Cybercrime is on the rise and more sophisticated schemes are popping up all the time. Be wary, “if it’s too good to be true, it probably is”.
I received this email a few weeks ago:
Subject: RE: Monster Energy Drink
Date: Tue, 16 Apr 2013 00:36:41 +0000
Would You Wrap Your Car in an Ad for $300 Weekly?
Sounds good, right? Wow, $1200.00 a month. Who couldn’t use an extra $1200 a month. I’d seen cars wrapped for Monster Energy and Red Bull. I thought, sure I could do that: wrap my car, drive and earn $300 weekly. Yep, sounds good, so I replied asking for more information. We exchanged emails with each email asking for more information. When the information started getting personal and the emails dragging out, I started to question it. Was I getting scammed, only one way to find out? Call Monster Energy.
I contacted Monster Energy only to find out that the email was indeed a scam. The scam works as follows: The scam artist exchanges several emails to build rapport. Next they send you an email to check your mail for your check. A check that you are to cash, keep your fee and pay the rest to a graphic artist who will wrap your car. Perfect, right? Not! According to Fraud.org., once you deposit the check and pay the graphic artist or support team, you are out the money. And if that isn’t bad enough, the original check is a fake and will bounce leaving you owing your bank the total of the check.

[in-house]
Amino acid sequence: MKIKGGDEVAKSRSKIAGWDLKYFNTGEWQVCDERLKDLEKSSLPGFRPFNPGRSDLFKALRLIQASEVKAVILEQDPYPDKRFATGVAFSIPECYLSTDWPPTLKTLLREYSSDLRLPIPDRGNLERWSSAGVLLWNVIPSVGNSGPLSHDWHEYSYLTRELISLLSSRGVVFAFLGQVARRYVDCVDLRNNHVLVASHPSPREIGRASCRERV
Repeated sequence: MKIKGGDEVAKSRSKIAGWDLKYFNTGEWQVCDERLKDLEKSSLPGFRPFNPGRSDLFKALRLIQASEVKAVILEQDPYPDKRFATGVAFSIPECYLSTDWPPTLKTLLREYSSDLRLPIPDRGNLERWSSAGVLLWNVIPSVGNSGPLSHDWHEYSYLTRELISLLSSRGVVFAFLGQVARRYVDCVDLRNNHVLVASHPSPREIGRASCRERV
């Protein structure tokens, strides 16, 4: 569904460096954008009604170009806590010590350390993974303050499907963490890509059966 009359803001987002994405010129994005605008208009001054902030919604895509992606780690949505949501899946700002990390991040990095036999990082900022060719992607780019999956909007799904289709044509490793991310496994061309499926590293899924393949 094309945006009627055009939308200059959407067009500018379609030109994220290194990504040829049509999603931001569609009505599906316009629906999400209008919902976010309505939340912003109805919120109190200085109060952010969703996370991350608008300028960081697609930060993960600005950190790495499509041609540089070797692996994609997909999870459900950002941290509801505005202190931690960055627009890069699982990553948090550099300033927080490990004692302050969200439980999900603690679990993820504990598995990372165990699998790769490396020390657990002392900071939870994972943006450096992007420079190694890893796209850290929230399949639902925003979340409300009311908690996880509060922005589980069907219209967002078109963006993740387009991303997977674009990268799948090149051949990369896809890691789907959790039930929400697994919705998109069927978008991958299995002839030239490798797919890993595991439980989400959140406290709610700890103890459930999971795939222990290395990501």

Cyber-crime is on the rise and comes in a variety of sorts. According to the Internet Crime Complaint Center (www.ic3.gov) who partners with the Federal Bureau of Investigation, National White Collar Crime Center and the Bureau of Justice Assistance US Department of Justice, 289,874 complaints were filed in by consumers in 2012. Consumers lost an estimated $525 million dollars. Yep, scammers took consumers for about $525 million dollars, an 8.3% increase over losses occurred in 2011.
Access the full 2012 Annual Report here.
The scammers are very clever and have a multitude of methods to part you from your money. The FBI’s website lists the most common frauds and they range from the famous Nigerian letter or help to collect lottery winnings, reverse mortgage scams, identity theft, and credit card theft to internet auction fraud. The FBI offers suggestions on how to protect yourself and family from various internet crimes on their website, click here. For more internet crime prevention tips visit Internet Crime Complaint Center at www.ic3.gov. But mostly, buyers beware. Do your research and investigate because as the old age saying goes, “If it sounds too good to be true, it probably is.
Almost taken, not this time.